The divide between town and county was highlighted last month when CityFibre unveiled plans to turn Aberdeen into Scotland’s first “gigabit city”. Working in partnership with mobile phone operator Vodafone, CityFibre will invest at least £40m to bring optical-fibre connections to almost every building in the city, offering speeds of up to one gigabit per second or 1,000 megabits per second.

The company has already installed 82 kilometres of optical fibres in Aberdeen since March 2015. At present, only 3% of premises in the UK have optical fibres connected to buildings, as opposed to cabinets in their streets, which are then linked to users via traditional copper wires.

The Scottish Government’s Digital Scotland Superfast Broadband programme aims to give 95% of the country access to optical-fibre broadband by the end of this month.

The next step was trumpeted in December, when the administration used its 2018-19 draft budget to confirm details of its Reaching 100% (R100) programme, which involves spending £600million over the next four fiscal years to ensure universal broadband coverage.

Fergus Ewing – who has the rather grand title of “rural economy and connectivity secretary” – hailed R100 as “the biggest public investment ever made in a UK broadband project”. He added that the programme would “place rural Scotland among the best-connected places anywhere in Europe”.

Purvis highlighted how having digital connections played a key role during the heavy snowfall at the start of this month. She pointed to the importance of broadband connections not just for businesses but also for schools, colleges and social mobility.

“All of these factors underpin the added importance of delivering the Scottish Government’s R100 programme,” she added. “This ambitious programme gives a commitment to deliver superfast broadband to 100% of premises by 2021, putting Scotland ahead of the rest of the UK and on a par with the best in Europe, but getting it installed across all communities in Scotland as fast as possible is essential.”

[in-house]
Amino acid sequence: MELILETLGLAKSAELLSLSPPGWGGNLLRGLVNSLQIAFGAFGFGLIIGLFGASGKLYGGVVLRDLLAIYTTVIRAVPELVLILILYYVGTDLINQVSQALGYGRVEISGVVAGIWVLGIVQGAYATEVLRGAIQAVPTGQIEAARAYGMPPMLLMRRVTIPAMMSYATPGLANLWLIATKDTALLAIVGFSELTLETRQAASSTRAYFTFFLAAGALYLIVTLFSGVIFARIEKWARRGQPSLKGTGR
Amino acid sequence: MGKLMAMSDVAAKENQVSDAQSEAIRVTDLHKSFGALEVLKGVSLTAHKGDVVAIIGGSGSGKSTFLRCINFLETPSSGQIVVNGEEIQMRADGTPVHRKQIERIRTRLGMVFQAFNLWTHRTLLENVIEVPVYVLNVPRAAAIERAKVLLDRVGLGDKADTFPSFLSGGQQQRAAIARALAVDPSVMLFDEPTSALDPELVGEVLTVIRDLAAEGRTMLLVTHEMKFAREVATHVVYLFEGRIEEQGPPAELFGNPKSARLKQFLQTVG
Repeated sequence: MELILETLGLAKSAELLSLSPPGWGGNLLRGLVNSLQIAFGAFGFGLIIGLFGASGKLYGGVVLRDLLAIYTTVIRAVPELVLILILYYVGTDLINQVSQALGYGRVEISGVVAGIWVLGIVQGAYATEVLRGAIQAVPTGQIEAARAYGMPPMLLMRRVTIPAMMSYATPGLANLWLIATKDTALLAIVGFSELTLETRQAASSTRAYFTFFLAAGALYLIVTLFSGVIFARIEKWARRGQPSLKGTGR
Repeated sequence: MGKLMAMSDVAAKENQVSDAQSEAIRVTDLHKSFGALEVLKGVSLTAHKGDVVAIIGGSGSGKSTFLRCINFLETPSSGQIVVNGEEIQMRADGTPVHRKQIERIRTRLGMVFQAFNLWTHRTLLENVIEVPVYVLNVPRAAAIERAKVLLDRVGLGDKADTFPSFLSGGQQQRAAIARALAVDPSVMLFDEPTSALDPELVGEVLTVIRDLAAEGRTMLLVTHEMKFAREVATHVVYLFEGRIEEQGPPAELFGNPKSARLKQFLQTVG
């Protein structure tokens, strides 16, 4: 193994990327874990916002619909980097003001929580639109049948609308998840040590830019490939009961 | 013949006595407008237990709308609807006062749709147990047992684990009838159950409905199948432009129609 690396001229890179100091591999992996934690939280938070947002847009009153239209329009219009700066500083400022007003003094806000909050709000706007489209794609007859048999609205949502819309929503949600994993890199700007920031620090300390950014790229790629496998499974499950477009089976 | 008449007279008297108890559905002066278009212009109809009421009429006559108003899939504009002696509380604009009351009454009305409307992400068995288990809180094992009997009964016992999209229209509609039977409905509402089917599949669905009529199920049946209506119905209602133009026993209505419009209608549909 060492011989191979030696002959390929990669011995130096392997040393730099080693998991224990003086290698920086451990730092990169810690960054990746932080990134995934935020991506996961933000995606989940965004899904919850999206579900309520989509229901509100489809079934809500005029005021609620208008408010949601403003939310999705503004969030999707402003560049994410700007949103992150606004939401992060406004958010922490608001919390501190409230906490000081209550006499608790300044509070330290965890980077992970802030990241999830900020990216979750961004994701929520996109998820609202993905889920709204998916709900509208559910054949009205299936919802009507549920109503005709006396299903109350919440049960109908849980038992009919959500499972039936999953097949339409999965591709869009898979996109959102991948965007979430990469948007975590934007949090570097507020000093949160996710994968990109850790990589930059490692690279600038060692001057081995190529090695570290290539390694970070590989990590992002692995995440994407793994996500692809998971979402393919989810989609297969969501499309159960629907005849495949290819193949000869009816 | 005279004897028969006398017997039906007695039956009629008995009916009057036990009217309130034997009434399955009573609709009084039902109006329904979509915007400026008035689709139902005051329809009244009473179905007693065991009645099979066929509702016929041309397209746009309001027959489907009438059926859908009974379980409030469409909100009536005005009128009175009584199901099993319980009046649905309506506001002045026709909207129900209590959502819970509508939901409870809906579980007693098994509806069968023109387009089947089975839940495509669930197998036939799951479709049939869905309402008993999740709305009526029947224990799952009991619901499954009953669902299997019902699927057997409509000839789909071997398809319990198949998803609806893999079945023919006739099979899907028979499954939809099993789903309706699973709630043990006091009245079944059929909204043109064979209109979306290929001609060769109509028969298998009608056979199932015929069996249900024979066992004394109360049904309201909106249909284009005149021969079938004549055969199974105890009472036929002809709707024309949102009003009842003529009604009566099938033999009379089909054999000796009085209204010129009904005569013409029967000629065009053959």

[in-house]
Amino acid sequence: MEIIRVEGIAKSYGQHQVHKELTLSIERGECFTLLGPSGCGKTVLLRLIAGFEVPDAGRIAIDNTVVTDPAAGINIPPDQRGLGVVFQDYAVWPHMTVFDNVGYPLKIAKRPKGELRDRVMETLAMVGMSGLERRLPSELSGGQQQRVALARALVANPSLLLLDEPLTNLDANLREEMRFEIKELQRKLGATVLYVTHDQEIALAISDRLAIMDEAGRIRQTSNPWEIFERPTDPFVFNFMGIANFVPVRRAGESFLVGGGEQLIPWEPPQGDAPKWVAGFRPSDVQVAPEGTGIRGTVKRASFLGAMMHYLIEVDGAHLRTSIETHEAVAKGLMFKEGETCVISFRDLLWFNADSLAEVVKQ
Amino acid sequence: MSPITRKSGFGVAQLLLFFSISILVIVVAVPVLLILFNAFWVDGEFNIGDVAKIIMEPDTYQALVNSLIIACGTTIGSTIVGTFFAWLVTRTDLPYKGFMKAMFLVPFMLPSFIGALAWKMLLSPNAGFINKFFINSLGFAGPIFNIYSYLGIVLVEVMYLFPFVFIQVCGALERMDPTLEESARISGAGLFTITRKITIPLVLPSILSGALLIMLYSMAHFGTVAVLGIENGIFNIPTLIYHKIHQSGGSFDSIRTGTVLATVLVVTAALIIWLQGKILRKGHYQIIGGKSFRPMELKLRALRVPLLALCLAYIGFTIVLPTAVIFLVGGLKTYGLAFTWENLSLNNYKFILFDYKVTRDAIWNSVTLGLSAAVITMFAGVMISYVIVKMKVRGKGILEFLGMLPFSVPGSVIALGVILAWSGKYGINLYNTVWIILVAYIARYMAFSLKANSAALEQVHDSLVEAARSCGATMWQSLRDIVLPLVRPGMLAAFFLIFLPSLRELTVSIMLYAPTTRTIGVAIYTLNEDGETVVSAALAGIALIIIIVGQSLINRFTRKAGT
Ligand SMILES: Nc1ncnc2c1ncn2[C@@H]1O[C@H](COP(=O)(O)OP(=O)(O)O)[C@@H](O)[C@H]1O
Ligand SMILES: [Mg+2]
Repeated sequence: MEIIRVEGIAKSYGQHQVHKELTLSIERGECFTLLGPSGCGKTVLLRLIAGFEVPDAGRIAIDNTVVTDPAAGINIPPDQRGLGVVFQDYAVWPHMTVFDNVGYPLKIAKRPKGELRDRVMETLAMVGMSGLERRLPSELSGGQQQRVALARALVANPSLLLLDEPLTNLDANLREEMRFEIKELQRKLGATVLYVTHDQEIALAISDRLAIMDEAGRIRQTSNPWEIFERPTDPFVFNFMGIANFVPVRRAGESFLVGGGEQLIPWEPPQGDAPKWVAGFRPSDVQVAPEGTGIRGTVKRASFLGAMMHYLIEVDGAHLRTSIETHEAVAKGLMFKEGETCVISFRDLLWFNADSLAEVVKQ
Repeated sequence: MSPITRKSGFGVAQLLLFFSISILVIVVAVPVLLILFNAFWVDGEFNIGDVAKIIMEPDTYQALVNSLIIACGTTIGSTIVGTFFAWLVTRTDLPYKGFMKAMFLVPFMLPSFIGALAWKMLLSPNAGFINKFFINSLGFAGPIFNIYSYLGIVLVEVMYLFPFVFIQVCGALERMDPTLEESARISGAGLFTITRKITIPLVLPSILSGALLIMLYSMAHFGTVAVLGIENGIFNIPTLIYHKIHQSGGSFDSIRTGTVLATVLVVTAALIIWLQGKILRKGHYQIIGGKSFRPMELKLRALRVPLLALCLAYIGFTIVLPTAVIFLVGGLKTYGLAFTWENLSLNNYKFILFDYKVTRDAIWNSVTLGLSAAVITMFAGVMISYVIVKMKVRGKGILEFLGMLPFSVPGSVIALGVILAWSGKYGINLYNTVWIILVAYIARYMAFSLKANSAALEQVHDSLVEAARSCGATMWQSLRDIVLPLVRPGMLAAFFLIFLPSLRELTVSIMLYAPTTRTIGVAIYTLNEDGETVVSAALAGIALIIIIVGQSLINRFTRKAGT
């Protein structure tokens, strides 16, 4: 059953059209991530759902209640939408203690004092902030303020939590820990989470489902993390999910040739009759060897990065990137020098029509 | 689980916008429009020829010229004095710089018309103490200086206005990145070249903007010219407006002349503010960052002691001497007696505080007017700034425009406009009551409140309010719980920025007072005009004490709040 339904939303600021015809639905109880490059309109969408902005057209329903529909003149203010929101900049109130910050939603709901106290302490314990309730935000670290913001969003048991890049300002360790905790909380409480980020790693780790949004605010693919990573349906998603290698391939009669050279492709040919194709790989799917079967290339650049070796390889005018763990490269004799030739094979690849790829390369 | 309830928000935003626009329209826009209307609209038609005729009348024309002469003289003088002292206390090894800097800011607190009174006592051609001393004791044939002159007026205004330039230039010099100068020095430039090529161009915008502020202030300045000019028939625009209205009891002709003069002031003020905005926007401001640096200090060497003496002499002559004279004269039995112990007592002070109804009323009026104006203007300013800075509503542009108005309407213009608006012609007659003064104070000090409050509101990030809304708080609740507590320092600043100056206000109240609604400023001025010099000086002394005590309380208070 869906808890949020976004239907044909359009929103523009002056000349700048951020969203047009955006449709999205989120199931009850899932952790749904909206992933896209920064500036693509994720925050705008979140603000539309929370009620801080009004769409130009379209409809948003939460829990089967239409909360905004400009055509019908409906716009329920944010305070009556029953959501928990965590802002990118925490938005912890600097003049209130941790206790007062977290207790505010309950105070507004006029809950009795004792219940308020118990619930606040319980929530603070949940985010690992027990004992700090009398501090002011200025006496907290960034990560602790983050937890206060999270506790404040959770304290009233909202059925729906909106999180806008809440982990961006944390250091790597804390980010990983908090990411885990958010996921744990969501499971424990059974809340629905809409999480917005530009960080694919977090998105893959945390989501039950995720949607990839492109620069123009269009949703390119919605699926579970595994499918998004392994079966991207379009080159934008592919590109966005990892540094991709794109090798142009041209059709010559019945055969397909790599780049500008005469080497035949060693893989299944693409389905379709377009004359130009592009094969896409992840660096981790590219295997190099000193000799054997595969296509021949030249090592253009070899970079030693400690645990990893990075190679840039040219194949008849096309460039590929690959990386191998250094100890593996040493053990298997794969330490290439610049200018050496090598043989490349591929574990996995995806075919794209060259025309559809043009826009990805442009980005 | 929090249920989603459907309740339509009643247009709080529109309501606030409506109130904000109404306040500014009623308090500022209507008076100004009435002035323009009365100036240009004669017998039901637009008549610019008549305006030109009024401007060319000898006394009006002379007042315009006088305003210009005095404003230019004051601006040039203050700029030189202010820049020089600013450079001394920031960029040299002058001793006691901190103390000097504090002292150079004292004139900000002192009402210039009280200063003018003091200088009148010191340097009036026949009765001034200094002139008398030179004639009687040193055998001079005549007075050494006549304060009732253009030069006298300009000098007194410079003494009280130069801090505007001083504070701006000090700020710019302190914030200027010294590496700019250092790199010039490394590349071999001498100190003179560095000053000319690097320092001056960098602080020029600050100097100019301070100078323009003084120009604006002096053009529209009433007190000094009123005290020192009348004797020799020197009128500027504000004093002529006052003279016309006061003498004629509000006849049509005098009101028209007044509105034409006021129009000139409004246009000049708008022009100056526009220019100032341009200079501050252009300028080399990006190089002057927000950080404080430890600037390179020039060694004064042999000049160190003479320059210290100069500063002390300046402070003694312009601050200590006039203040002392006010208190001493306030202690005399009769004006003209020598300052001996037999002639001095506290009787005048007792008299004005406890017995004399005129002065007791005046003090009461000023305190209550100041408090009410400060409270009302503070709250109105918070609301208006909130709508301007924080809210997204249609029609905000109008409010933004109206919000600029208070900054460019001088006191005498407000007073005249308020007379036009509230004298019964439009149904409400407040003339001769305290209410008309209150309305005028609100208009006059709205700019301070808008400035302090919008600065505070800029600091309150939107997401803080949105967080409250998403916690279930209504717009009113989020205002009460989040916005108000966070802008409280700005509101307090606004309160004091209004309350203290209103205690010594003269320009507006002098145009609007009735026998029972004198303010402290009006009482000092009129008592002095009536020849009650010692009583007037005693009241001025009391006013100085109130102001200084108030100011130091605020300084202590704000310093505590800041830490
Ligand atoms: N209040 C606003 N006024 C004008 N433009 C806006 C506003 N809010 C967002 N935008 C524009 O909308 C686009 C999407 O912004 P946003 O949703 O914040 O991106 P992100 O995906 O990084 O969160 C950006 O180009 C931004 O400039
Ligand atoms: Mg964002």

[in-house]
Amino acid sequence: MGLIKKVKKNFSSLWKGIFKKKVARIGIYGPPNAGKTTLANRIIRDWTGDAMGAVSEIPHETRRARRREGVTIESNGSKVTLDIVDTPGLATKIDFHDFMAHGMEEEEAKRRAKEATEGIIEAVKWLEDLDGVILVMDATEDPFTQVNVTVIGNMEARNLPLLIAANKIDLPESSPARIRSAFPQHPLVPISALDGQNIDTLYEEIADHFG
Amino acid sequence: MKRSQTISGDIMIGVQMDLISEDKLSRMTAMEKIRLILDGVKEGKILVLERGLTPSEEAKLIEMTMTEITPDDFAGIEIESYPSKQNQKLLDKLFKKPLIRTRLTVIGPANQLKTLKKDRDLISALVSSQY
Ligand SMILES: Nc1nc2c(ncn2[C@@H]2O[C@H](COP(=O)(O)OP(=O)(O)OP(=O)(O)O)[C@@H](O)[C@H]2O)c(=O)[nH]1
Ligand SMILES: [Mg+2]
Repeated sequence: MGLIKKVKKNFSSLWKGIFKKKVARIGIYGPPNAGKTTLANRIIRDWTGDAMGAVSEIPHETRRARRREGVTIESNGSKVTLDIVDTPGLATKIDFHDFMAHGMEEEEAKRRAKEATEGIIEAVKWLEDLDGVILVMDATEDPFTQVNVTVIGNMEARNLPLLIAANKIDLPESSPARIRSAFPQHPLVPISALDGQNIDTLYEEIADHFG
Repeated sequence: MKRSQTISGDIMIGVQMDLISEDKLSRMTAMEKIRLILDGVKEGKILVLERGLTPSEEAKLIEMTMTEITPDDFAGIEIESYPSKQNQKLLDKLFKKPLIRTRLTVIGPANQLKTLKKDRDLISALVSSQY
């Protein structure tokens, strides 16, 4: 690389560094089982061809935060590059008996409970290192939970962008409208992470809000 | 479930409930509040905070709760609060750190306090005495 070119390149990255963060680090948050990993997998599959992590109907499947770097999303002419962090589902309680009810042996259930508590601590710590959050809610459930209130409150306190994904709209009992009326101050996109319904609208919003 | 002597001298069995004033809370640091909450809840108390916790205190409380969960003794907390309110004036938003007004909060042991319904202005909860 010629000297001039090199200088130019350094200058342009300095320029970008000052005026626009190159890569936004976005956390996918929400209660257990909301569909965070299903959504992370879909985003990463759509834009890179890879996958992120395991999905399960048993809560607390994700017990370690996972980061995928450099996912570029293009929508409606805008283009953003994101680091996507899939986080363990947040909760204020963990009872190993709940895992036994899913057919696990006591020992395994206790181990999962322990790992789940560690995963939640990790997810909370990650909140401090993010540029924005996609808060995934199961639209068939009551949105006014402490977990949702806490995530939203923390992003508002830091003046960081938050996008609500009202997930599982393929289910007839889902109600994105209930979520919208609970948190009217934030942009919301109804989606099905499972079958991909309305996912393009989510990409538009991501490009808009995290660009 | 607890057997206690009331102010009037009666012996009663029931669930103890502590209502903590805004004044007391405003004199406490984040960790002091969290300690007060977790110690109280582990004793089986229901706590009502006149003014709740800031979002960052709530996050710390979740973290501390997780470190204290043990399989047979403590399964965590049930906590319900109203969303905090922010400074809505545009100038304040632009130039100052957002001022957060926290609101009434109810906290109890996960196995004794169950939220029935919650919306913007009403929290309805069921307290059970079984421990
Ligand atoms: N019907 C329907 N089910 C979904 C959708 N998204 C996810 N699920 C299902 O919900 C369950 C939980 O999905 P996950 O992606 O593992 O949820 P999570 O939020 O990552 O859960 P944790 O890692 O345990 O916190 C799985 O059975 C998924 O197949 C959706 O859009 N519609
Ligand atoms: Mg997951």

Making speedy connections is a topic that’s also high on the agenda for the Federation of Small Businesses (FSB). In its recent evidence to the UK Parliament’s Scottish Affairs Committee, the organisation applauded the R100 programme, but also called on telecommunications companies and ministers to work together to make sure no businesses were left behind.

Broadband isn’t the only concern for the FSB. It highlighted the important role that data connections via mobile phones will play in remote areas away from optical fibre network connections.

At present, only 17% of Scotland can receive 4G connections on all four mobile phone networks compared with 60% of England. The FSB has called for nation-specific conditions to be placed on the sale of bandwidth during mobile phone spectrum auctions.

A spokesman for Ofcom, the telecommunications regulator, said: “We agree mobile coverage must improve, particularly in rural areas. We’ll soon consult on plans to require mobile companies to extend their networks further, as new airwaves become available.”

The importance for entrepreneurs and start-up businesses is to be nimble.